And The Trash Can Wasn’t Empty…What Has That To Do With NLP?
Well, every now and then one hears a good story which becomes a great lesson in understanding of why life is the way it is. The following story seems to be one of those. And the most interesting thing is that something as simple as this day-by-day living example has everything to do with NLP.
The other day, arriving home in the lunch break from the NLP course we were teaching, I heard my neighbors debate the issue of trash collection. Usually in our area the trash collection happens every Tuesday morning. This time it was already Tuesday lunch time, and the trash has not been picked up.
In front of the house, our neighbor Mary was very nervously having a discussion over the phone with her partner, Josh. She was complaining that it is already noon and the trash should have been picked up. She had to leave for the afternoon, he wasn’t due home until late afternoon and it was a very windy day. She was afraid that the trash container will end up blown by the wind who-knows-where. She thought it would be empty, but it wasn’t and now she was really upset.
No Really, What’s The Problem?
But that wasn’t the real problem. The problem I could not help but overhearing while parking the car was “Why don’t these people do their job properly? They were supposed to come in the morning! Don’t they realize that people count on that? Nobody does their job well nowadays! You can’t count on anybody! The world is full of broken promises!”
What I could make up from the conversation was that her partner was trying to calm and reassure her that the container will be just fine. She kept insisting that once the wind will blow it away, it will be almost impossible to find and then they will have to purchase a new one and she did not want to spend the money now on buying a new one because the rates at the house mortgage went up and they will not be able to save enough money for the vacation they promised to their son.
I said to myself well, this is surely interesting. The trash container was not empty and this is why my neighbor cannot take their son to the promised vacation…Hmmmm…this does not really add up.
But then I got it!
We make assumptions based on our beliefs and decisions and our personal “shoulds” in life. Mary’s assumption was that at the exact hour, every week, the trash collection “should” happen because (and here, folks, we have one of the biggest problems in our language!)otherwise the world is full of broken promises. So in Mary’s set of rules, if something that was supposed to happen didn’t happen exactly at the time it as supposed to happen, it meant a broken promise.
Do you notice the equal (=) sign in my previous sentence? The word “meant” works like an equal sign. Something didn’t happen exactly as she was expecting it to happen and that equals a broken promise.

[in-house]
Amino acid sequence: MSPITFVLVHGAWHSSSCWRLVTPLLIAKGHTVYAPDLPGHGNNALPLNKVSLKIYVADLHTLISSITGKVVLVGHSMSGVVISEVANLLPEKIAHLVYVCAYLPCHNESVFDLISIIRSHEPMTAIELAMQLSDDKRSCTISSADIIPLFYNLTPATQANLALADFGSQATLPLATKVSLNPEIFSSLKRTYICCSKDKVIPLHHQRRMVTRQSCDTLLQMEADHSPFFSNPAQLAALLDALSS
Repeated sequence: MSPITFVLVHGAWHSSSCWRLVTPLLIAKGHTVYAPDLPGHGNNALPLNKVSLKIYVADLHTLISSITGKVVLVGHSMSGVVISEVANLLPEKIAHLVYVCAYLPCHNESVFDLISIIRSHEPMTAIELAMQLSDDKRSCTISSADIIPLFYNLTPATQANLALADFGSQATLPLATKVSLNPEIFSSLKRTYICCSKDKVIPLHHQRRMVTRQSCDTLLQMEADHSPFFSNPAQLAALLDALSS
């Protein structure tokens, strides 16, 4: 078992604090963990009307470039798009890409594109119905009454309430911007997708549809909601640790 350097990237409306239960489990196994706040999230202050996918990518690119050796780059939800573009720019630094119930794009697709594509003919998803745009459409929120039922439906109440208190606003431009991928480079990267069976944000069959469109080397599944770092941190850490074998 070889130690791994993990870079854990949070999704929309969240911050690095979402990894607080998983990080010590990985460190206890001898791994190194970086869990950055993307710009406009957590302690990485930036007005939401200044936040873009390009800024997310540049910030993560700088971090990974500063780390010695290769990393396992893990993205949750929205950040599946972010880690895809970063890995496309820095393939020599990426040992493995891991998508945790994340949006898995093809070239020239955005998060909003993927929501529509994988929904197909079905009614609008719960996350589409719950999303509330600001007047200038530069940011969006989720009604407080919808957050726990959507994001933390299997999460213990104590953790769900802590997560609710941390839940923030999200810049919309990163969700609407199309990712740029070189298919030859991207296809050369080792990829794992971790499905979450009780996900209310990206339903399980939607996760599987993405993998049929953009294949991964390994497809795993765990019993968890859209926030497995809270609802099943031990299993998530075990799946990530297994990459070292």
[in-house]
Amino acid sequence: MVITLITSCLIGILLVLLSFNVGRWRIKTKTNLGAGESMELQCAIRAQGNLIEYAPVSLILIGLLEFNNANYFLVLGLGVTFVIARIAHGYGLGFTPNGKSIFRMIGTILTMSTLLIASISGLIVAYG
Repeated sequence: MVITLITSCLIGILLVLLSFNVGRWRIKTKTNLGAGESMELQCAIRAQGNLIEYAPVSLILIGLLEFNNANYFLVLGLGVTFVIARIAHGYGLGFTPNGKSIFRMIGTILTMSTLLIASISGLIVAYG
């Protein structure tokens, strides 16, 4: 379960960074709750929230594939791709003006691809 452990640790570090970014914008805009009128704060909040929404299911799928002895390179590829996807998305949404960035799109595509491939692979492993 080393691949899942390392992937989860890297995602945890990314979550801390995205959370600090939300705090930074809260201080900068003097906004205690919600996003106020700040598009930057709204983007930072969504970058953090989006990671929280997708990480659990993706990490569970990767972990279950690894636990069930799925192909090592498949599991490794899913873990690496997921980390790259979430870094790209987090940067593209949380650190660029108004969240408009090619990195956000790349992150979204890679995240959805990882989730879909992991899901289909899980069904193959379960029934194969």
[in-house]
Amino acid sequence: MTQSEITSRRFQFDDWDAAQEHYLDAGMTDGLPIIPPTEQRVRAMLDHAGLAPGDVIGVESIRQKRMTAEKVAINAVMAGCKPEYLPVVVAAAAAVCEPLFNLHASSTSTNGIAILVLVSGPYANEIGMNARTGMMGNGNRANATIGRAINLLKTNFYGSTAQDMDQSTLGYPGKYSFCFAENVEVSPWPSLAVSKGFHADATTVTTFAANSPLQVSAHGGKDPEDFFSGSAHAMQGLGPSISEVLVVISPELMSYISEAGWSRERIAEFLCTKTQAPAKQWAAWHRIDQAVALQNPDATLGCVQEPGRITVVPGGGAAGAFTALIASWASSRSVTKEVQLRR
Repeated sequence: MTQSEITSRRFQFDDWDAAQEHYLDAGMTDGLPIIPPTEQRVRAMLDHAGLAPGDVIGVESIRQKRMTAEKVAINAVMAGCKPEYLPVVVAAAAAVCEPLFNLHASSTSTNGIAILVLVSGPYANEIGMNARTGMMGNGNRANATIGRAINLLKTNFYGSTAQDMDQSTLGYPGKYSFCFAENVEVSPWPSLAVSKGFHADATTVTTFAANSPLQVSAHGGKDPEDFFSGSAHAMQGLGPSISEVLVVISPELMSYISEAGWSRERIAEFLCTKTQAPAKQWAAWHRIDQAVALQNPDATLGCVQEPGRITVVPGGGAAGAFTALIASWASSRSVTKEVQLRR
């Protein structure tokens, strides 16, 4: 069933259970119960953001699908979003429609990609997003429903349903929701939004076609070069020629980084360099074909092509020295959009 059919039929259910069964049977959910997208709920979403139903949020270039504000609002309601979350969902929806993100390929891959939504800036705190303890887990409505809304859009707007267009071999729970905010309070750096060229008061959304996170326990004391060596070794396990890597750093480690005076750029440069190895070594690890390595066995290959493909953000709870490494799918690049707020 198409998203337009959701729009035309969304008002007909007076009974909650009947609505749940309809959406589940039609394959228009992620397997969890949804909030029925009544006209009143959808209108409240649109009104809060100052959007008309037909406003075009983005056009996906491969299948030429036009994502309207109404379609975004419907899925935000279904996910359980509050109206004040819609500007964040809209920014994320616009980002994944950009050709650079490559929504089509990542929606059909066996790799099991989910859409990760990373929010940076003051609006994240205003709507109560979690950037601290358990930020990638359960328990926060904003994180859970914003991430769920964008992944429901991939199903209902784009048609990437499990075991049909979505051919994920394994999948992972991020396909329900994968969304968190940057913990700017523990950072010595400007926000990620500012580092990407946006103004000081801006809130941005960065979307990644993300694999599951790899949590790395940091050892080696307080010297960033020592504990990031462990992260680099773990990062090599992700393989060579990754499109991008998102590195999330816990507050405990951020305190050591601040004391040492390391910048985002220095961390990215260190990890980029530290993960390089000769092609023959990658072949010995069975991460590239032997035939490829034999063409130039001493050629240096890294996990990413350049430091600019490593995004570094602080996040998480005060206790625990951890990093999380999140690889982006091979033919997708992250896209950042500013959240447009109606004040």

Well, that’s not entirely true for everybody now, is it? However for Mary, it was part of her set of “shoulds”.
What Is A “Should”?
Before we go any further, let’s talk a little about what are these “shoulds”. When you hear words like should, must, ought to, had better, have to and the like, what you’re listening to are the rules in that person’s life.
All good so far.
But those rules are not always conscious and moreover they are not always ours. We have adopted many of them first from our parents, as little children as we grew up, then from the school, neighbors, friends and so on.
Nothing wrong with that either.
But once we adopt certain rules and they become ours, we make up expectations based on our rules. And since very rarely the world around us is as it “should”, and even more rarely conforms to our desires and wishes (our rules), we end up frustrated and sometimes even disappointed.
We all have our own “shoulds”. How a man should be; how a woman should be; how your boss should behave with you; how your mother should have been – oh this is an even better one! How they should have been! So now we have our own rules but applied to the past and to other people!
In NLP trainings we have a good question for this. It is “according to whom?”, and is part of the language section called Meta-Model. Don’t get nervous! NLP is full of jargon. It is the destiny of every field to have its own jargon. Not as bad as the corporate world, but somewhere close!
Yes. Should have been this way or that way – but according to whom? Across the board, you have different cultures, different communities, different religious backgrounds, different generations, and although we have general rules for societally acceptable behavior, our individual “shoulds” differ as much as we do compared to each other.
Just knowing this makes you think twice before rushing to judge that your own rules should be – there we go again folks – are everybody else’s. If it doesn’t often solve the problems at hand, at least this attitude allows you to be more tolerant and save yourself quite a bit of negative emotions.
Until next time, be well.